With Covid-19 disrupting operations across the globe, foreign investors are seeking to back responsible investments in a bid to waterproof their businesses, but also to generate strong returns while having a positive impact on the countries that they invest in.
“Thankfully, we are seeing some silver linings emerge from the devastating outbreak of Covid-19, as it has encouraged companies to go more into impact investing in order to do more for the common good and support each other,” explains Frank-Jürgen Richter, chairman at think tank and economic summits organiser Horasis.
Foreign direct investment (FDI) can be a driver of economic growth for the host countries, especially when multinational enterprises promote corporate social responsibility initiatives. Greenfield projects in particular have the potential to boost developing countries, since they create jobs and/or facilities and transfer technology and expertise to the local population. In short, this type of investment can empower people, especially women, giving them the opportunity to gain new skills, improve their quality of life and walk away from the informal sector.
However, for this to happen it is key that multinationals maintain the same standards and follow the same practices when investing in developing countries as they do when investing in their home countries or other developed economies. This includes environmental standards, health and safety measures and equal treatment of employees, among other practices.
Richter explains that companies are moving away from only looking at profits when investing abroad, and they are also seeking to create the right working conditions for their employees, a move motivated to some extent by that fact that this could also result in higher productivity. He mentions the examples of companies that build kindergartens close to their manufacturing facilities to accommodate parents among their workforce, adding that more and more governments are asking for this kind of supplementary investment from companies looking to invest in their country.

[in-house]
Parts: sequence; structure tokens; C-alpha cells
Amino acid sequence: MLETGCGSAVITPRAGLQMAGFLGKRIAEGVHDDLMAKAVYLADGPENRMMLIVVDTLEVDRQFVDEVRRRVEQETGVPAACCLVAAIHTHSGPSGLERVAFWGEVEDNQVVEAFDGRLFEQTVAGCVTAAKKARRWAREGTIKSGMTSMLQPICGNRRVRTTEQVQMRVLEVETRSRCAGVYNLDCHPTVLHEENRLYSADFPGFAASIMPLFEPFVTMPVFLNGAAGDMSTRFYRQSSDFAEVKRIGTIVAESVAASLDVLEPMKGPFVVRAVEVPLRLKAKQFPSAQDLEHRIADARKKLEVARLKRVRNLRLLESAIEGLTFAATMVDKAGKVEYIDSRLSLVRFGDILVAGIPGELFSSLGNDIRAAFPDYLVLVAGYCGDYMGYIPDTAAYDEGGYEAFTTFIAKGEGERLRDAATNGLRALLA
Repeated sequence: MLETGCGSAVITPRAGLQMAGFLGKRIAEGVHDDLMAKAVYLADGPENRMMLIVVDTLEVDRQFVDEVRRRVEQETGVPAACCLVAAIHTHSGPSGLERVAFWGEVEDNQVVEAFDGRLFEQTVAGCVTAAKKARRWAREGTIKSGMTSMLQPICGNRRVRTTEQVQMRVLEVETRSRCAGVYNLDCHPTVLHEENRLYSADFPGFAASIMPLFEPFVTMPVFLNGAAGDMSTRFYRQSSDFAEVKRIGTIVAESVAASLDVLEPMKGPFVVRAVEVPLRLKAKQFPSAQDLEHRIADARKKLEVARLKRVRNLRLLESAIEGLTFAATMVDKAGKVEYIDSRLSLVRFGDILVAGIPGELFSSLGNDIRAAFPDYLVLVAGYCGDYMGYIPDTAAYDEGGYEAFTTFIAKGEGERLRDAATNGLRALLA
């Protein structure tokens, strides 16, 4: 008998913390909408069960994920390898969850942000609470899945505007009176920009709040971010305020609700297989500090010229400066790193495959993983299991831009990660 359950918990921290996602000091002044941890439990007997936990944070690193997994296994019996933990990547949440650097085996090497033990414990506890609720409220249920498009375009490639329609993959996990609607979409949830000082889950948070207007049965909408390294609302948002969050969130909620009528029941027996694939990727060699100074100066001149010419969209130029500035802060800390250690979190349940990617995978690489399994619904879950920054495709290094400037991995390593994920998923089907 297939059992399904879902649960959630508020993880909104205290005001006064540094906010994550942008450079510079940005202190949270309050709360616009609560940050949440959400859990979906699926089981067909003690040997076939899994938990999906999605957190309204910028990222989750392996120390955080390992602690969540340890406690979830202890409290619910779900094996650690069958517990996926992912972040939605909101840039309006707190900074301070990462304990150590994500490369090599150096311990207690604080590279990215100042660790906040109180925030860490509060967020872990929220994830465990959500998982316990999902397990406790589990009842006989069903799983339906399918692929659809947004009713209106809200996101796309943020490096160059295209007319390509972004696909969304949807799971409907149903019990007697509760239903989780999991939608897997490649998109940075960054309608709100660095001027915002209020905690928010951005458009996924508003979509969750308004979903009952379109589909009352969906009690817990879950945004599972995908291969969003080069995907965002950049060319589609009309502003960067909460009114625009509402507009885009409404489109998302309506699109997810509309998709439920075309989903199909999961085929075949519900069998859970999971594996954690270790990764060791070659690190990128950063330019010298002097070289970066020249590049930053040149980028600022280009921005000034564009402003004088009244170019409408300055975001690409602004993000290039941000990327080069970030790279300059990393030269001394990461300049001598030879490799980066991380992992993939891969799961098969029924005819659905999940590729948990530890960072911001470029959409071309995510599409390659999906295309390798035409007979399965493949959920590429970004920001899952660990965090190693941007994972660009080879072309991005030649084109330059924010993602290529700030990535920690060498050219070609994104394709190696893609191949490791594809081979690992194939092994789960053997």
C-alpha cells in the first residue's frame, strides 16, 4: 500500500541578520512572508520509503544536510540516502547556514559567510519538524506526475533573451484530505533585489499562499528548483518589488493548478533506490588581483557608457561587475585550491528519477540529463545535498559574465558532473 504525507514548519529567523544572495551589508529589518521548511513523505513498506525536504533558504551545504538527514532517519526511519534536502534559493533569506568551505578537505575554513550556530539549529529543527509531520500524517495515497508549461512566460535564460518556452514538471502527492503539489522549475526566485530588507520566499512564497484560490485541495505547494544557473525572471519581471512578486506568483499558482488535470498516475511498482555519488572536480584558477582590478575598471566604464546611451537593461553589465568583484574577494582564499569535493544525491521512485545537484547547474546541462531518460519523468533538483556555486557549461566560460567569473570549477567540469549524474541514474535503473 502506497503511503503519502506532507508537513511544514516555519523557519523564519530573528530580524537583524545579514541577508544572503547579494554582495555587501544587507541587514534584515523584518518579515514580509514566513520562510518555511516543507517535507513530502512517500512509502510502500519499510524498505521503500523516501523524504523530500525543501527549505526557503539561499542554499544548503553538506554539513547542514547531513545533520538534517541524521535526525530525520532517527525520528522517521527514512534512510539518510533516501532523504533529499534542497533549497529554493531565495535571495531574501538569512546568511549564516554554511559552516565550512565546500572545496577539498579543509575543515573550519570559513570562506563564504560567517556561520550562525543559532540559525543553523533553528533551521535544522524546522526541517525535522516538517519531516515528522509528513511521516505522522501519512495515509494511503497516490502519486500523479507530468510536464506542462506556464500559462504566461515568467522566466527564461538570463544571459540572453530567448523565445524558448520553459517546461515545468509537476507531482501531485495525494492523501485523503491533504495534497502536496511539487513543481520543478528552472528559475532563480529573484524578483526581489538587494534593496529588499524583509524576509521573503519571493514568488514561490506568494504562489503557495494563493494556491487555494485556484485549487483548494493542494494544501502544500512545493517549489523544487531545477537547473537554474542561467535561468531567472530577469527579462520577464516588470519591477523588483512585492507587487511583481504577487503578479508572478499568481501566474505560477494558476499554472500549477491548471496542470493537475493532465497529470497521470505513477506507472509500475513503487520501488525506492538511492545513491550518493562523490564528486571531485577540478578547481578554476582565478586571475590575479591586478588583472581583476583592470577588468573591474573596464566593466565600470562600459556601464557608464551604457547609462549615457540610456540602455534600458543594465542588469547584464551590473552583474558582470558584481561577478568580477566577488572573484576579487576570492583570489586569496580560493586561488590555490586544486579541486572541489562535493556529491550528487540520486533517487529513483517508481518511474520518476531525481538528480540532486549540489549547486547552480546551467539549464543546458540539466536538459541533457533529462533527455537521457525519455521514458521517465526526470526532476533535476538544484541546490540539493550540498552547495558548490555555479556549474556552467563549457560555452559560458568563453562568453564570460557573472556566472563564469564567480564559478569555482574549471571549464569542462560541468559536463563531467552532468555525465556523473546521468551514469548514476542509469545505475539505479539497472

If Coca-Cola were a medicine…
Across Africa, medical supply chains suffer from numerous challenges, meaning many health facilities do not receive the basic products they need. In fact, up to 50% of people on the continent lack access to critical medicines, according to the World Health Organisation. At the same time, a Coca-Cola product is available almost anywhere in any African country.
So if a Coca-Cola product can be found anywhere in Africa, why not life-saving medicines? This is the question underpinning the work of Project Last Mile (PLM), a pioneering public-private partnership between the Coca-Cola Company and Foundation, the Bill and Melinda Gates Foundation, the Global Fund and USAID that seeks to improve the planning, distribution and performance management processes of public health in Africa.
The project was initiated by the Global Fund in 2010 to help Tanzania’s medicine distribution network build a more efficient supply chain through the use of Coca-Cola’s world-class expertise and logistics.
Governments and donors have made progress in transporting medicines into African countries and making them more affordable. However, public sector supply chains often struggle to get medicines to the ‘last mile’ – to the health facilities where people collect them.